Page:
This year, 2007, marks Tapissary’s 30th anniversary. To celebrate, I’ve been making adjustments to the grammar. The journal is my practice sheet where I merge linguistic invention with my daily experiences.
MINI LESSONS Starting Oct 2 2007, I'm including occasional brief lessons in Tapissary on the Journal. They use the vocabulary and grammar from highlighted journal entries so that you can get more insight into how the sentences work. There will also be a dictionary of the most common çelloglyphs on this site so that you can write your own texts.
There are two different approaches to writing Tapissary. The first, ‘line Tapissary’ (or linear Tapissary) has a grammar that is very close to English. The second, ‘cyclic Tapissary’ involves a grammar that reveals the position of any given communication within the bounds of cycles. Unless otherwise noted, the mini lessons will begin in line Tapissary, which is more basic.
Hansel and Grethel: I am currently translating the Grimm's fairy tale of Hansel and Grethel in parallel text from English to Tapissary. Each day I will post one paragrpah on these journal pages. With the information from the mini lessons, and the notes following each translation, you will be able to use this story as a first reader. Paragraphs 1 thru 16 are written in the linear form of Tapissary which is very easy to compare with English. Starting with paragraph 17, I'm experimenting with a new form of the cyclic grammar. The çelloglyphs are the same, so you can still follow along. The word order and declensions as seen in the transliterations below each Tapissed text will be explained at a later date.
The formulae you see preceding phrases, such as [=] +/\, refer to the cyclic grammar. They explain how the grammar tags onto the cyclic meaning of the sentence.
Beginning with paragraph 21 on Nov 4, I’m introducing the back and forth writing system (called boustrophedon) which is the usual way to read and write Tapissary. I will only use the most common backward çelloglyphs in the Hansel and Grethel story. The backward çelloglyphs are color coded. While reading the transliteration, you will be able to identify the vocabulary by matching its color. The long introductory çelloglyphs are called the warp, and I have rendered them in red. The çelloglyphs that are pinned into the long warps are called weft. The rest of the text is in black pencil, as usual. I’m using color and directional arrows as training wheels to show the direction that the lines are to be read.
Nov 10 2007
HANSEL AND GRETHEL
1. [=] +/\ Now she ran to Hansel, and, +/\ opening his door, called out, +<> "Hansel, we are saved;
2. +__ the old witch is dead!" +/\ So he sprang out, like a bird out of his cage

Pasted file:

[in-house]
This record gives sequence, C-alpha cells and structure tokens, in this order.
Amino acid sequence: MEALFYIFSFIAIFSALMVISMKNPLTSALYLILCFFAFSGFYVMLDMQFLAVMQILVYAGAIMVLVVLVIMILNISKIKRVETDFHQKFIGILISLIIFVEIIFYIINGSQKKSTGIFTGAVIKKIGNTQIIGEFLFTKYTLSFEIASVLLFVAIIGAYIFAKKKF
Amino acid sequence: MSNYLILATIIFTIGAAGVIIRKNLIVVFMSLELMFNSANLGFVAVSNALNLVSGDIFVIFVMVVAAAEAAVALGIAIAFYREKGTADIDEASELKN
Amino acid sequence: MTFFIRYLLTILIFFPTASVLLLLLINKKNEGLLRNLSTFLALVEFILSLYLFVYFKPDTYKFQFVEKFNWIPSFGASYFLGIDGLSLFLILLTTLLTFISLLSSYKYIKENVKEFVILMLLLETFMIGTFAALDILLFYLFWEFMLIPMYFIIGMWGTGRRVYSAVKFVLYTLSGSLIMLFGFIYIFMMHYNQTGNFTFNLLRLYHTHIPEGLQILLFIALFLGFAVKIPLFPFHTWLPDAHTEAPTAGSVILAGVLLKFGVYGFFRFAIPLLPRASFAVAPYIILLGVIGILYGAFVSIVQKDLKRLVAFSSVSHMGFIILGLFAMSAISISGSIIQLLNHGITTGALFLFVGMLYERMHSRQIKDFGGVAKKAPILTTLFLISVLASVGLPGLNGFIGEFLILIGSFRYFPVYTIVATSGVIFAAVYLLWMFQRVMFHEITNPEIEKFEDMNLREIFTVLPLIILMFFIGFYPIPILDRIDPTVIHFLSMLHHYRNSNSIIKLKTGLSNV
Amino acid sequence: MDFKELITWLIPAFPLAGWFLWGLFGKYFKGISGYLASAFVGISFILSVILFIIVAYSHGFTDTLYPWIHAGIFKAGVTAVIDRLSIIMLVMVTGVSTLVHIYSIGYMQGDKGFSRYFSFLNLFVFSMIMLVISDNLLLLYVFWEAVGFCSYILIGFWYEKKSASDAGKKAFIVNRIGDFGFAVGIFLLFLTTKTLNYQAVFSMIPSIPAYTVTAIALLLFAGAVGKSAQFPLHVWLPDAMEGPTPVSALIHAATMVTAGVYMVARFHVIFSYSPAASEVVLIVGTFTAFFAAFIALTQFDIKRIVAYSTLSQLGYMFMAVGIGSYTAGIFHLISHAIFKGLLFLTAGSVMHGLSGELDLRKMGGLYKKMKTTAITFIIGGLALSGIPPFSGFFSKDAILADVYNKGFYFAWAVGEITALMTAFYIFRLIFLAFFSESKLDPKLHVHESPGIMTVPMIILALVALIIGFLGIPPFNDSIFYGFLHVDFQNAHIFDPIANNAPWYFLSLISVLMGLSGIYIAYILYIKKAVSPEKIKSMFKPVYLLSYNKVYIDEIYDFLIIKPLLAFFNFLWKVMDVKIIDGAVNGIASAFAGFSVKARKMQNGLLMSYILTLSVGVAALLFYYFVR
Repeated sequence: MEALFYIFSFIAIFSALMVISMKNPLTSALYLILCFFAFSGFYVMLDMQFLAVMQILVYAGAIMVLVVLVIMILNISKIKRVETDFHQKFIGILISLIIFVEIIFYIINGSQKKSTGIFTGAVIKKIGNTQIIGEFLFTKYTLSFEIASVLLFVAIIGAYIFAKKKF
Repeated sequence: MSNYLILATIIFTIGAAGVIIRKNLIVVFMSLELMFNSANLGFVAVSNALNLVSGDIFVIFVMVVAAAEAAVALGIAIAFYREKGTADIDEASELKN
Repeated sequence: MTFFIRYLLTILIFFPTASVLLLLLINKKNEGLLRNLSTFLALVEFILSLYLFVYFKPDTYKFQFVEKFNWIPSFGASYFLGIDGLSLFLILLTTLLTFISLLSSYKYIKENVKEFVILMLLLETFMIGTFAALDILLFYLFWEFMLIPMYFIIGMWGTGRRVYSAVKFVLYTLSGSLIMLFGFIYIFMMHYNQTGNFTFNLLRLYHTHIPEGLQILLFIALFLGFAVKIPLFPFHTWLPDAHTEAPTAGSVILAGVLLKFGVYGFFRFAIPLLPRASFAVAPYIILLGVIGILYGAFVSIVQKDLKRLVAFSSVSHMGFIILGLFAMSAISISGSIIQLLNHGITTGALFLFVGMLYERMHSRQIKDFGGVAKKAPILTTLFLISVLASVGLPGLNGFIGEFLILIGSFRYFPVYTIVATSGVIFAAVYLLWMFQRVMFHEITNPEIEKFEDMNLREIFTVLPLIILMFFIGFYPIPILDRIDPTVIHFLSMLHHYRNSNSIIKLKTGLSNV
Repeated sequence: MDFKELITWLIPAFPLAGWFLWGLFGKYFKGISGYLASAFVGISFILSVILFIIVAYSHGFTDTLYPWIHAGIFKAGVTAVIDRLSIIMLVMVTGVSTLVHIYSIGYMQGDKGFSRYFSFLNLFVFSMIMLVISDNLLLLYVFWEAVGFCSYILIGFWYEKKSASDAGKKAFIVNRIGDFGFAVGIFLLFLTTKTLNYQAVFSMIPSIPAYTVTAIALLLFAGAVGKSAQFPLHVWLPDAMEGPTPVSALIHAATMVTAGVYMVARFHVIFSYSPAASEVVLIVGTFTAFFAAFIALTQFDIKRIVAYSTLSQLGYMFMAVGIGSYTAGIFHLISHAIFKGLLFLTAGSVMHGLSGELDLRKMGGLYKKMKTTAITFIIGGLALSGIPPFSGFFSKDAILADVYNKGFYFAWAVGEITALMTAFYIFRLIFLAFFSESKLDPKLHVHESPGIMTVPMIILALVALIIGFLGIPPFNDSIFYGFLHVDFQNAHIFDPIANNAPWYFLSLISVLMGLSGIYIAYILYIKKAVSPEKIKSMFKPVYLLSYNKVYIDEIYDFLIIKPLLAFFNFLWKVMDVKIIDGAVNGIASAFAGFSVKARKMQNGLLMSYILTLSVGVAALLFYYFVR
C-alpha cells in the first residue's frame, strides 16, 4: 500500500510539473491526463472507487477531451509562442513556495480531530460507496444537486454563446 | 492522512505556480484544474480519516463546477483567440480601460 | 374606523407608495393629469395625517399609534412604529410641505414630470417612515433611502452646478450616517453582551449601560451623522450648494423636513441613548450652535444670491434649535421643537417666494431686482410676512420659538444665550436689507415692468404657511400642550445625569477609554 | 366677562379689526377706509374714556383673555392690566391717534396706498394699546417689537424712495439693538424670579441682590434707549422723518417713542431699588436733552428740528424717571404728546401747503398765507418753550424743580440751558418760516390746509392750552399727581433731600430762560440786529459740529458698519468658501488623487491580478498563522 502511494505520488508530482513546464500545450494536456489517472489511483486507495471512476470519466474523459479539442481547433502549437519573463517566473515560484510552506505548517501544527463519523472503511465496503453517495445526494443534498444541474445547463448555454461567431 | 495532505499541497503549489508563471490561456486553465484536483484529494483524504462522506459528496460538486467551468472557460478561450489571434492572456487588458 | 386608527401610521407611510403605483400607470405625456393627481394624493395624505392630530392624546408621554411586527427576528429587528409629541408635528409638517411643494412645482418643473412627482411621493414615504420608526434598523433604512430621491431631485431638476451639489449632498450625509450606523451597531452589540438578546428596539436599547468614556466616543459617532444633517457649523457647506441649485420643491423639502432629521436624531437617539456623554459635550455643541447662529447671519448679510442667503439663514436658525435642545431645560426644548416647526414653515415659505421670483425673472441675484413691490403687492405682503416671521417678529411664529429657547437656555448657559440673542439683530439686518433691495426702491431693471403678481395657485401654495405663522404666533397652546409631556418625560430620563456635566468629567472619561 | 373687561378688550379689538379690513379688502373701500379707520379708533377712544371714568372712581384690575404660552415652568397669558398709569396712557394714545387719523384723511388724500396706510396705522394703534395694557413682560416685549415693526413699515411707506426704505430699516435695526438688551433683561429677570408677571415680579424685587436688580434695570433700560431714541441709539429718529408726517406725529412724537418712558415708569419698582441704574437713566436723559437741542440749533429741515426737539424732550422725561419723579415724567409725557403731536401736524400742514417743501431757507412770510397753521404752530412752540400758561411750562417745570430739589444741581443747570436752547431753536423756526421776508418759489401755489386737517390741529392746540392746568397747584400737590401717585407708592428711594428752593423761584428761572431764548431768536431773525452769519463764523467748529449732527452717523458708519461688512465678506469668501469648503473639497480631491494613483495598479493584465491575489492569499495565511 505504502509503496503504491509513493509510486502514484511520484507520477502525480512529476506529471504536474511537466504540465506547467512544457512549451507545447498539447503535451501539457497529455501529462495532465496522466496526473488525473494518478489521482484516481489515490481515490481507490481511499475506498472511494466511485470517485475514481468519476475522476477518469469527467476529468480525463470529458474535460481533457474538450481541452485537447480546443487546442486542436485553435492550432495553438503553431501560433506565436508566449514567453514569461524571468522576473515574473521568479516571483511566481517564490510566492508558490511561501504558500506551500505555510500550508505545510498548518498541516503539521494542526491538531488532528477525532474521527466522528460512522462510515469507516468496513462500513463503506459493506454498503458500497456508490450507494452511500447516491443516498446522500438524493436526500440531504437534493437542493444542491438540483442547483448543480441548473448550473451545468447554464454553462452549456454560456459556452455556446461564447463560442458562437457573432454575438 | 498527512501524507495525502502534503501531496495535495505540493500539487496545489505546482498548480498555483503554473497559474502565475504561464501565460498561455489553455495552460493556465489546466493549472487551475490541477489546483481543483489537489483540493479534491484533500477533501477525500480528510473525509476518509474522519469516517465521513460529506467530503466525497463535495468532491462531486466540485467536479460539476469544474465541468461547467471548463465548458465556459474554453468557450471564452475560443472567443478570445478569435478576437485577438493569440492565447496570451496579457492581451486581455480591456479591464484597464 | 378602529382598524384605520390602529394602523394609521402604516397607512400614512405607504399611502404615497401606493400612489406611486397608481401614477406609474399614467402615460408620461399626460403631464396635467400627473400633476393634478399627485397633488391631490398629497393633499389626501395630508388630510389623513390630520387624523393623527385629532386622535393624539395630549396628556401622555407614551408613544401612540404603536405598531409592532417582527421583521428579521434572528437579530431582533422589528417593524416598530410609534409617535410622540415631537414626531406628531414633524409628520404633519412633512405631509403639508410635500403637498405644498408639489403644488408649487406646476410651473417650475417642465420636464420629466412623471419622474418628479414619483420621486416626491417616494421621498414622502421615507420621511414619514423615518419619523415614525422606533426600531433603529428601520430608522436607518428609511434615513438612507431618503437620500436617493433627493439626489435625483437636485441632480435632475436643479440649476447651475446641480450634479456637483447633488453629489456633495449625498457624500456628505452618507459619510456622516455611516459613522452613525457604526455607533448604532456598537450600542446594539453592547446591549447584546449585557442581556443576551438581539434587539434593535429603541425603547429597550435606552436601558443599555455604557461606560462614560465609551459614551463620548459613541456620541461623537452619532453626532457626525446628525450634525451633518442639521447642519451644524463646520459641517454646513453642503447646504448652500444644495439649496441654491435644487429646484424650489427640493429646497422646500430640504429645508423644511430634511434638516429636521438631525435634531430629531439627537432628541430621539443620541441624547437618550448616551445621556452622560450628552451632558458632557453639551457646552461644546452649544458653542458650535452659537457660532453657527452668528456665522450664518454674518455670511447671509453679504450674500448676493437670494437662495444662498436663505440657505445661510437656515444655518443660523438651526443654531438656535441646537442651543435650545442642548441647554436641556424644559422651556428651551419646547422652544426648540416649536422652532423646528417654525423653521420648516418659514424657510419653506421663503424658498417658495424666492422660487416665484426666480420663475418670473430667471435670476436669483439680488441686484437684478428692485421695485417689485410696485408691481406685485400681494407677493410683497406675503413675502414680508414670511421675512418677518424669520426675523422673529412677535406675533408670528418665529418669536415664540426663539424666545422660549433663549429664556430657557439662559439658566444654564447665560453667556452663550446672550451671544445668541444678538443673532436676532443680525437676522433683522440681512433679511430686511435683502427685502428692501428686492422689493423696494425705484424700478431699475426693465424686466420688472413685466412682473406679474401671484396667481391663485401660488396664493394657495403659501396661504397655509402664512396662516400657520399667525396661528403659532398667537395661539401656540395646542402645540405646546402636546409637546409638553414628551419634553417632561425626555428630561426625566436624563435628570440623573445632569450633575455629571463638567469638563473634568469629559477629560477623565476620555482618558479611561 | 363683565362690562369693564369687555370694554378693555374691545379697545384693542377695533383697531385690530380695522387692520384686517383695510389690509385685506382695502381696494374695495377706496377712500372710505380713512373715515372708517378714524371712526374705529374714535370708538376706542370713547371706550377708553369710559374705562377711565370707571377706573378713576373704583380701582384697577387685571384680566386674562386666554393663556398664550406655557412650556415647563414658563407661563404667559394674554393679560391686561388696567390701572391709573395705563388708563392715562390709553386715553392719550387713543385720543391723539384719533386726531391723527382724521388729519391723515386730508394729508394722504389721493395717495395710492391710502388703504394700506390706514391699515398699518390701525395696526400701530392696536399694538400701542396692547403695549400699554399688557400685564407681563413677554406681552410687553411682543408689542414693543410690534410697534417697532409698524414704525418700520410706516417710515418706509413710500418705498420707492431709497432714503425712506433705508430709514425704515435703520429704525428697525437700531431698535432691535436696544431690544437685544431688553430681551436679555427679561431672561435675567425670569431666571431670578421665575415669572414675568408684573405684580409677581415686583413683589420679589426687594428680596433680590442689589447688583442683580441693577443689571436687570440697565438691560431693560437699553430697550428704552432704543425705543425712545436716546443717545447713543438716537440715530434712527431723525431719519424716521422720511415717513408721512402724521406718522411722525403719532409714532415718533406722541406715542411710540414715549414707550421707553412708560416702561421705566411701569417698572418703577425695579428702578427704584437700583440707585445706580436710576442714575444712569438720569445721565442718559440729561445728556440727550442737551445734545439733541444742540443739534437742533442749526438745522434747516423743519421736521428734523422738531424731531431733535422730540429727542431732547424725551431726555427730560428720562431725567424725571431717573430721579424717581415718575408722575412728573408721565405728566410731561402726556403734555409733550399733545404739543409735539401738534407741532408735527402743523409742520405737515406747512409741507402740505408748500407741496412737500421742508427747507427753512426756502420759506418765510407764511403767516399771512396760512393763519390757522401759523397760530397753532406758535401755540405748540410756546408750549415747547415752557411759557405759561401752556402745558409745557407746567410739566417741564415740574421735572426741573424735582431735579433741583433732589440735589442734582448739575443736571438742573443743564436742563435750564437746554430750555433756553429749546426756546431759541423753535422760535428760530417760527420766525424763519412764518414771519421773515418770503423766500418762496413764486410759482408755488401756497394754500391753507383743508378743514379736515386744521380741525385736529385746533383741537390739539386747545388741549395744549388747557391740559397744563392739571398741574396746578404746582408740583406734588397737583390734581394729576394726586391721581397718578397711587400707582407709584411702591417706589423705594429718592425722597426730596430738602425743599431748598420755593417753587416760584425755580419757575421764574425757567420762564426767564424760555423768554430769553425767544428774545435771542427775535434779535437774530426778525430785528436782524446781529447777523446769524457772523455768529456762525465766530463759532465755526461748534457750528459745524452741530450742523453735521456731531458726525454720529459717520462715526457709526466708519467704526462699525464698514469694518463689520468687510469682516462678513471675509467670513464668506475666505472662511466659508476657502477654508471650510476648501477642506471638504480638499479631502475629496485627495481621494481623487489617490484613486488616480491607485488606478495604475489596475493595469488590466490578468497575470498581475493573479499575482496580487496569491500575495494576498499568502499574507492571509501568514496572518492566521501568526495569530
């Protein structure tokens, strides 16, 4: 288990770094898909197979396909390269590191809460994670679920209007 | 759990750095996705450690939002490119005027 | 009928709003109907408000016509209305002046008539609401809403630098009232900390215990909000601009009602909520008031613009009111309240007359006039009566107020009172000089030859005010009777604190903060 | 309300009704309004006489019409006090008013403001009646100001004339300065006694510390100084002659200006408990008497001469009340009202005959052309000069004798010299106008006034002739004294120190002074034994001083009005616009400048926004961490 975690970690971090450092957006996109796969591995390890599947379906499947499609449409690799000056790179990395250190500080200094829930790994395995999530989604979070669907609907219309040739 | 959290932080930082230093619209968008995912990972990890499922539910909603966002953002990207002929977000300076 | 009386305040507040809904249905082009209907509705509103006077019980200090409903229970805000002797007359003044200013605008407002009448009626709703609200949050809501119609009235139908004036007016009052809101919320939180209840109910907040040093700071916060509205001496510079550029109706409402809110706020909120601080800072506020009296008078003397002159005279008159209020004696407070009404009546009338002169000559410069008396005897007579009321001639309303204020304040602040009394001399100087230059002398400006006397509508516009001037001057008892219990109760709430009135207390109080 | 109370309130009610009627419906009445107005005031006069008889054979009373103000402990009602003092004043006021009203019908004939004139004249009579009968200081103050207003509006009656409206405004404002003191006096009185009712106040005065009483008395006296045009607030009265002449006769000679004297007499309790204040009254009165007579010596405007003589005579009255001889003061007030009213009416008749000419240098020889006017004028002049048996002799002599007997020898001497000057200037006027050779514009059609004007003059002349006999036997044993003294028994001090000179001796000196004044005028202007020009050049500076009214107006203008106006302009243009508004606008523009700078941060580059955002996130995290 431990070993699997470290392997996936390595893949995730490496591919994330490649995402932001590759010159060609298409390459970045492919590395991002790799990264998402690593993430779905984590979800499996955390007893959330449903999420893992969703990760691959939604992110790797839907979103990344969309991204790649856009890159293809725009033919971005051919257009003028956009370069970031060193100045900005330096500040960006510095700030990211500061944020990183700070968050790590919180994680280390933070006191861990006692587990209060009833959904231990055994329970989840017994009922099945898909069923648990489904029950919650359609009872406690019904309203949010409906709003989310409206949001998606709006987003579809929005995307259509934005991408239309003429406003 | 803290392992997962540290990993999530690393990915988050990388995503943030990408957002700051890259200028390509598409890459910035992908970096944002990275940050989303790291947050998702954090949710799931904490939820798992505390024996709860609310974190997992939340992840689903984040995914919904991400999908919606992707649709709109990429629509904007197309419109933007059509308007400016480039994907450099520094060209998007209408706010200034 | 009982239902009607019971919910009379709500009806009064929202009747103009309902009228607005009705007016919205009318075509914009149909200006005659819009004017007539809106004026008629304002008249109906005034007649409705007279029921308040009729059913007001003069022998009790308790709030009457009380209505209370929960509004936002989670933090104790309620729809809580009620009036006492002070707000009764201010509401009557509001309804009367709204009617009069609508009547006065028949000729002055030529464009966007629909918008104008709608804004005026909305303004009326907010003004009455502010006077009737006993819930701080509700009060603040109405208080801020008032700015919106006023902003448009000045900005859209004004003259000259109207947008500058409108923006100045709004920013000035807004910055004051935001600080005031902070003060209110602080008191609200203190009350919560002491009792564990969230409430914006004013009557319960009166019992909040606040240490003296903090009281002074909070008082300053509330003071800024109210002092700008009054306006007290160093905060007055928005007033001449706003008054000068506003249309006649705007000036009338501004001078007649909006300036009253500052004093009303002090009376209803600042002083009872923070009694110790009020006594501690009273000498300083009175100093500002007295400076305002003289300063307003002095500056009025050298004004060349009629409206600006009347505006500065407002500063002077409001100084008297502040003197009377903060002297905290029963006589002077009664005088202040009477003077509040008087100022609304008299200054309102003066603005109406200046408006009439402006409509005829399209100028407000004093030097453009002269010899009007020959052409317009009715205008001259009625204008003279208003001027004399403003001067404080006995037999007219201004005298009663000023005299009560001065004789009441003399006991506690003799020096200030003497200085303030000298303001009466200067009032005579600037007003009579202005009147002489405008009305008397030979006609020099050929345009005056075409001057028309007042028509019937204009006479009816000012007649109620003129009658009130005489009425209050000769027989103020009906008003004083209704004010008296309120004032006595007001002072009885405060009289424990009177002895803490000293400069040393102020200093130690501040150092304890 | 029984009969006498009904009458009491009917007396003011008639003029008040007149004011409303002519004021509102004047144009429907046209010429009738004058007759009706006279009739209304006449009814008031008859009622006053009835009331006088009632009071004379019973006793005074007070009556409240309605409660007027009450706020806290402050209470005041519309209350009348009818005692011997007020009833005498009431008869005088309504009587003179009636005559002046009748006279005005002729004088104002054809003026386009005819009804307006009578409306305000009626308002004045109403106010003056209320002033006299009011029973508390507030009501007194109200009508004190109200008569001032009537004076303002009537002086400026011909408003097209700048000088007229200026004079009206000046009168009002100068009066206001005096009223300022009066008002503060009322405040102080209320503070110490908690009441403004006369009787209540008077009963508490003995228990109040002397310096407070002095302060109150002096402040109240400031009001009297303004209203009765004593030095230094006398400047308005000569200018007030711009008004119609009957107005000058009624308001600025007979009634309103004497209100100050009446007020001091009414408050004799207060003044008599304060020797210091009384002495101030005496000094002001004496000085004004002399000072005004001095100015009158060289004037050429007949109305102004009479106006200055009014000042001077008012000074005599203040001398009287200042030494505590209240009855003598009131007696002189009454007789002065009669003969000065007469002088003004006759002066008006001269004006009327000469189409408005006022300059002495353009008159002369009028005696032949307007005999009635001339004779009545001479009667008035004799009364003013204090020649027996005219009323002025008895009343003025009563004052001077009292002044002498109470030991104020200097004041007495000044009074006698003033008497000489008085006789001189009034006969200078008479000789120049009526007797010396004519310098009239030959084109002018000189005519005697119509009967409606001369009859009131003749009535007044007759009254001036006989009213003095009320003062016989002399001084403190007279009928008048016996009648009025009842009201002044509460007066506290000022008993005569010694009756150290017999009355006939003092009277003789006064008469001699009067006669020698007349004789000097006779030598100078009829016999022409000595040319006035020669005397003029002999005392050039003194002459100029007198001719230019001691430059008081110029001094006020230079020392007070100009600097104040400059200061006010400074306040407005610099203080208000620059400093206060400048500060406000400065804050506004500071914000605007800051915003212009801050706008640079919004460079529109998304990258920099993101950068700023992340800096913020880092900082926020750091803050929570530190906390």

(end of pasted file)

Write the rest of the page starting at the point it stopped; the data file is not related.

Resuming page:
3. +∆ when the door is opened; +/\ and they were so glad +<> that they fell upon each other's neck,
4. +<> and kissed each other over and over again. +∆ And now, as there was nothing to fear,
5. +/\ they went into the witch's house, +| where in every corner were caskets full of pearls and precious stones.
6. +∆ "These are better than pebbles," +| said Hansel,
7. +/\ putting as many into his pocket as it would hold; +/\ while Grethel thought,
8. +/\ "I will take some too," +/\ and filled her apron full.
1. Now she to Hansendele run, and his capising open, did call out, “Hansel, we are se saved ist;
2. s’old nonwitch is nondeath!” So he did spring out, like a bird out of his cage
3. when ge door bine be open; and they so glandade be that they fell upon each otherin necke,
4. and kûss each othere over and over again. And now, as there was nothing it eaffear,
5. they into the witchin smandaze go, where in every corner were caghsket full ypeaghrl and precious stoghne.
6. “These are better they than peghbble,” said Hansel,
7. as harbaying into his pocket put as it would do hold; while Grethel did think,
8. “I sojome take too,” and her aprondone full fill.
Nov 9 2007
HANSEL AND GRETHEL
1. [=] +/\ Grethel perceived what her thoughts were, +| and said,
2. [≠] --__ "I do not know how to do it; [≠] +/\ how shall I get in?"
3. [=] +∆ "You stupid goose," [=] +| said she, +| "the opening is big enough. +/\ See, +/\ I could even get in myself!"
4. +/\ and she got up, +/\ and put her head into the oven. +/\ Then Grethel gave her a push,
5. +<> so that she fell right in, +/\ and then shutting the iron door +/\ she bolted it!
6. +/\ Oh! how horribly she howled; +/\ but Grethel ran away,
7. +<> and left the ungodly witch to burn to ashes.
1. Perceive Grethel whond sich her thoughght be, and said,
2. “N’ìt knohows how oddo nonmè; how there meje get in?”